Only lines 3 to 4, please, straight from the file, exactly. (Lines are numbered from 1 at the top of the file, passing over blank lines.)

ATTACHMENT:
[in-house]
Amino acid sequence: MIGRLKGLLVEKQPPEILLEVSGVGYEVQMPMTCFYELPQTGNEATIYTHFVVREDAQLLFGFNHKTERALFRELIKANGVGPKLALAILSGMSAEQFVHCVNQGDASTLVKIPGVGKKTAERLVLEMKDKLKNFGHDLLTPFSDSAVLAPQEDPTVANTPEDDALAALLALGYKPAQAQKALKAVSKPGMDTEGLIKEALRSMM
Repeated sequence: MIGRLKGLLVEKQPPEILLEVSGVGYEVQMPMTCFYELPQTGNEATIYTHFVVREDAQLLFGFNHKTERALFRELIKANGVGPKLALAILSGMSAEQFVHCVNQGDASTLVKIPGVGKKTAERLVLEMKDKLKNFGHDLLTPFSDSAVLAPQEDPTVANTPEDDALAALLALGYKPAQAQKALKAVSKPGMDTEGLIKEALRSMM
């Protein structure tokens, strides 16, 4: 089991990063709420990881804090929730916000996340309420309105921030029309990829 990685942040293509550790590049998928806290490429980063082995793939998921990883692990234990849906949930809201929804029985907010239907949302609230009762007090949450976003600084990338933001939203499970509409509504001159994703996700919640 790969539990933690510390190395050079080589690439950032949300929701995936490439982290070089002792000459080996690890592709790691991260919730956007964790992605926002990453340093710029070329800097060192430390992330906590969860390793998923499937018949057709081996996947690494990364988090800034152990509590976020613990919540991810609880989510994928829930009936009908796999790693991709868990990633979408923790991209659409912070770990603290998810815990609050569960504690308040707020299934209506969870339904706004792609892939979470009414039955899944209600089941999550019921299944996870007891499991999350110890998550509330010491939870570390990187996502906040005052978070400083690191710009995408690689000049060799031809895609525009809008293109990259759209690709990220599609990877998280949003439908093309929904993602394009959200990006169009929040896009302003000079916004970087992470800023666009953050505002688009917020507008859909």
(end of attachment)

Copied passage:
Repeated sequence: MIGRLKGLLVEKQPPEILLEVSGVGYEVQMPMTCFYELPQTGNEATIYTHFVVREDAQLLFGFNHKTERALFRELIKANGVGPKLALAILSGMSAEQFVHCVNQGDASTLVKIPGVGKKTAERLVLEMKDKLKNFGHDLLTPFSDSAVLAPQEDPTVANTPEDDALAALLALGYKPAQAQKALKAVSKPGMDTEGLIKEALRSMM
């Protein structure tokens, strides 16, 4: 089991990063709420990881804090929730916000996340309420309105921030029309990829 990685942040293509550790590049998928806290490429980063082995793939998921990883692990234990849906949930809201929804029985907010239907949302609230009762007090949450976003600084990338933001939203499970509409509504001159994703996700919640 790969539990933690510390190395050079080589690439950032949300929701995936490439982290070089002792000459080996690890592709790691991260919730956007964790992605926002990453340093710029070329800097060192430390992330906590969860390793998923499937018949057709081996996947690494990364988090800034152990509590976020613990919540991810609880989510994928829930009936009908796999790693991709868990990633979408923790991209659409912070770990603290998810815990609050569960504690308040707020299934209506969870339904706004792609892939979470009414039955899944209600089941999550019921299944996870007891499991999350110890998550509330010491939870570390990187996502906040005052978070400083690191710009995408690689000049060799031809895609525009809008293109990259759209690709990220599609990877998280949003439908093309929904993602394009959200990006169009929040896009302003000079916004970087992470800023666009953050505002688009917020507008859909």